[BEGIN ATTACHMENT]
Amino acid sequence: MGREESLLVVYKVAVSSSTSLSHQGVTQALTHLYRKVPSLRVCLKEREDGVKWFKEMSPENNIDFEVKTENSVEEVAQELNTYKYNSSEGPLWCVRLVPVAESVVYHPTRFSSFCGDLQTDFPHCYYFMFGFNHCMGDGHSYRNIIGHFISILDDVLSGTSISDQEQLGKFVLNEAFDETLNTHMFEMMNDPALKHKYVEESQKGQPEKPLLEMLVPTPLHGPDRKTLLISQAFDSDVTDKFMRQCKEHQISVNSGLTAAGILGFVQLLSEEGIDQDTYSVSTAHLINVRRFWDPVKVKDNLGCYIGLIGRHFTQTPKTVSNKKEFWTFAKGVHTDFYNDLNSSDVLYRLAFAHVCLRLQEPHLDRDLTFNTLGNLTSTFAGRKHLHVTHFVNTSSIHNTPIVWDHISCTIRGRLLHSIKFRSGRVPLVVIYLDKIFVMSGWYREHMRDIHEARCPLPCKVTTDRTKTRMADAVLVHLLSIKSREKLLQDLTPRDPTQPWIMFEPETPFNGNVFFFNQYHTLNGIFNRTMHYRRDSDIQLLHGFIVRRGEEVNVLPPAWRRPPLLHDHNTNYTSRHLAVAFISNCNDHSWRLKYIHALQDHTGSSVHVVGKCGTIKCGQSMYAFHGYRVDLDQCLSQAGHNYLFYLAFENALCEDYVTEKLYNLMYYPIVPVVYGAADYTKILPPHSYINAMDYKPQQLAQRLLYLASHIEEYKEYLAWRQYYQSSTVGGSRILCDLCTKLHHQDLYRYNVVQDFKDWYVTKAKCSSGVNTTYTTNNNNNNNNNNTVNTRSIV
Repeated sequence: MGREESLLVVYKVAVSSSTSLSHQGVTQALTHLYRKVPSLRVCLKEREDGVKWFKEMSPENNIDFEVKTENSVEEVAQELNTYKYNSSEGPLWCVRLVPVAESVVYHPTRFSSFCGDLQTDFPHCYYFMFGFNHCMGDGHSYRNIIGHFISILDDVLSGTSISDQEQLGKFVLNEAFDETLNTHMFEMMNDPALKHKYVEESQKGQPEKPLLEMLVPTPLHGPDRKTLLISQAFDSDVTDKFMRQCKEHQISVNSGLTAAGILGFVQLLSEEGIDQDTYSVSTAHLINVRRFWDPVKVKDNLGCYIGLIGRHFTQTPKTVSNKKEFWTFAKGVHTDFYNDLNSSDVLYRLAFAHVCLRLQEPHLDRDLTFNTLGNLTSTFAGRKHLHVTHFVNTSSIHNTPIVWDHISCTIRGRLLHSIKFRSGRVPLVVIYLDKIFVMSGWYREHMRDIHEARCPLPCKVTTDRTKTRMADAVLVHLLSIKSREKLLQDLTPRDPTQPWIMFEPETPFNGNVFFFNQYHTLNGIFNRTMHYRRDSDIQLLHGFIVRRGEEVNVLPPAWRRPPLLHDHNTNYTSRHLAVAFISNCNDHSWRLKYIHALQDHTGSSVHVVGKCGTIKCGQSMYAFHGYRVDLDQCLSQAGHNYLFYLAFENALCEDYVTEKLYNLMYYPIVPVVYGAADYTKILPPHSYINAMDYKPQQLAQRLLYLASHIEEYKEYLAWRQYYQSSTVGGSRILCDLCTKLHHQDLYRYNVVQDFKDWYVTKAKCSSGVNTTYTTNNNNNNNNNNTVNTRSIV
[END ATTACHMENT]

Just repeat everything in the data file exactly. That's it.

Amino acid sequence: MGREESLLVVYKVAVSSSTSLSHQGVTQALTHLYRKVPSLRVCLKEREDGVKWFKEMSPENNIDFEVKTENSVEEVAQELNTYKYNSSEGPLWCVRLVPVAESVVYHPTRFSSFCGDLQTDFPHCYYFMFGFNHCMGDGHSYRNIIGHFISILDDVLSGTSISDQEQLGKFVLNEAFDETLNTHMFEMMNDPALKHKYVEESQKGQPEKPLLEMLVPTPLHGPDRKTLLISQAFDSDVTDKFMRQCKEHQISVNSGLTAAGILGFVQLLSEEGIDQDTYSVSTAHLINVRRFWDPVKVKDNLGCYIGLIGRHFTQTPKTVSNKKEFWTFAKGVHTDFYNDLNSSDVLYRLAFAHVCLRLQEPHLDRDLTFNTLGNLTSTFAGRKHLHVTHFVNTSSIHNTPIVWDHISCTIRGRLLHSIKFRSGRVPLVVIYLDKIFVMSGWYREHMRDIHEARCPLPCKVTTDRTKTRMADAVLVHLLSIKSREKLLQDLTPRDPTQPWIMFEPETPFNGNVFFFNQYHTLNGIFNRTMHYRRDSDIQLLHGFIVRRGEEVNVLPPAWRRPPLLHDHNTNYTSRHLAVAFISNCNDHSWRLKYIHALQDHTGSSVHVVGKCGTIKCGQSMYAFHGYRVDLDQCLSQAGHNYLFYLAFENALCEDYVTEKLYNLMYYPIVPVVYGAADYTKILPPHSYINAMDYKPQQLAQRLLYLASHIEEYKEYLAWRQYYQSSTVGGSRILCDLCTKLHHQDLYRYNVVQDFKDWYVTKAKCSSGVNTTYTTNNNNNNNNNNTVNTRSIV
Repeated sequence: MGREESLLVVYKVAVSSSTSLSHQGVTQALTHLYRKVPSLRVCLKEREDGVKWFKEMSPENNIDFEVKTENSVEEVAQELNTYKYNSSEGPLWCVRLVPVAESVVYHPTRFSSFCGDLQTDFPHCYYFMFGFNHCMGDGHSYRNIIGHFISILDDVLSGTSISDQEQLGKFVLNEAFDETLNTHMFEMMNDPALKHKYVEESQKGQPEKPLLEMLVPTPLHGPDRKTLLISQAFDSDVTDKFMRQCKEHQISVNSGLTAAGILGFVQLLSEEGIDQDTYSVSTAHLINVRRFWDPVKVKDNLGCYIGLIGRHFTQTPKTVSNKKEFWTFAKGVHTDFYNDLNSSDVLYRLAFAHVCLRLQEPHLDRDLTFNTLGNLTSTFAGRKHLHVTHFVNTSSIHNTPIVWDHISCTIRGRLLHSIKFRSGRVPLVVIYLDKIFVMSGWYREHMRDIHEARCPLPCKVTTDRTKTRMADAVLVHLLSIKSREKLLQDLTPRDPTQPWIMFEPETPFNGNVFFFNQYHTLNGIFNRTMHYRRDSDIQLLHGFIVRRGEEVNVLPPAWRRPPLLHDHNTNYTSRHLAVAFISNCNDHSWRLKYIHALQDHTGSSVHVVGKCGTIKCGQSMYAFHGYRVDLDQCLSQAGHNYLFYLAFENALCEDYVTEKLYNLMYYPIVPVVYGAADYTKILPPHSYINAMDYKPQQLAQRLLYLASHIEEYKEYLAWRQYYQSSTVGGSRILCDLCTKLHHQDLYRYNVVQDFKDWYVTKAKCSSGVNTTYTTNNNNNNNNNNTVNTRSIV